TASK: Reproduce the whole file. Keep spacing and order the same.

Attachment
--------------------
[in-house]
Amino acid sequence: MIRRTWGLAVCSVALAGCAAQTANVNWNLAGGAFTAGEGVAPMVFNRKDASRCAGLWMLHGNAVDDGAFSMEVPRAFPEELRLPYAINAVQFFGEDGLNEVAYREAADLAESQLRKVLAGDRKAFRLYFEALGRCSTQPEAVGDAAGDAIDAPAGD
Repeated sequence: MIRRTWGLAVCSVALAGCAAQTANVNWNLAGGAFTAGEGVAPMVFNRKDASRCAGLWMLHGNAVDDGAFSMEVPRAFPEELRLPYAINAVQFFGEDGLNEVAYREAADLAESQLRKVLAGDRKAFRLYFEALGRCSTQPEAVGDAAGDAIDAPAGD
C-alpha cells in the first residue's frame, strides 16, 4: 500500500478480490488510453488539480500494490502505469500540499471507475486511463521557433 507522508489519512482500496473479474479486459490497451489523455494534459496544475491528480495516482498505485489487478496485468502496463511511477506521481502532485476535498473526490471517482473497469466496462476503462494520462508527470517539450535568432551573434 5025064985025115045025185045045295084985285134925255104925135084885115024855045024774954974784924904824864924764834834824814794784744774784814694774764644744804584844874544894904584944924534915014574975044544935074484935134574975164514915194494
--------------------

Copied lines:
[in-house]
Amino acid sequence: MIRRTWGLAVCSVALAGCAAQTANVNWNLAGGAFTAGEGVAPMVFNRKDASRCAGLWMLHGNAVDDGAFSMEVPRAFPEELRLPYAINAVQFFGEDGLNEVAYREAADLAESQLRKVLAGDRKAFRLYFEALGRCSTQPEAVGDAAGDAIDAPAGD
Repeated sequence: MIRRTWGLAVCSVALAGCAAQTANVNWNLAGGAFTAGEGVAPMVFNRKDASRCAGLWMLHGNAVDDGAFSMEVPRAFPEELRLPYAINAVQFFGEDGLNEVAYREAADLAESQLRKVLAGDRKAFRLYFEALGRCSTQPEAVGDAAGDAIDAPAGD
C-alpha cells in the first residue's frame, strides 16, 4: 500500500478480490488510453488539480500494490502505469500540499471507475486511463521557433 507522508489519512482500496473479474479486459490497451489523455494534459496544475491528480495516482498505485489487478496485468502496463511511477506521481502532485476535498473526490471517482473497469466496462476503462494520462508527470517539450535568432551573434 5025064985025115045025185045045295084985285134925255104925135084885115024855045024774954974784924904824864924764834834824814794784744774784814694774764644744804584844874544894904584944924534915014574975044544935074484935134574975164514915194494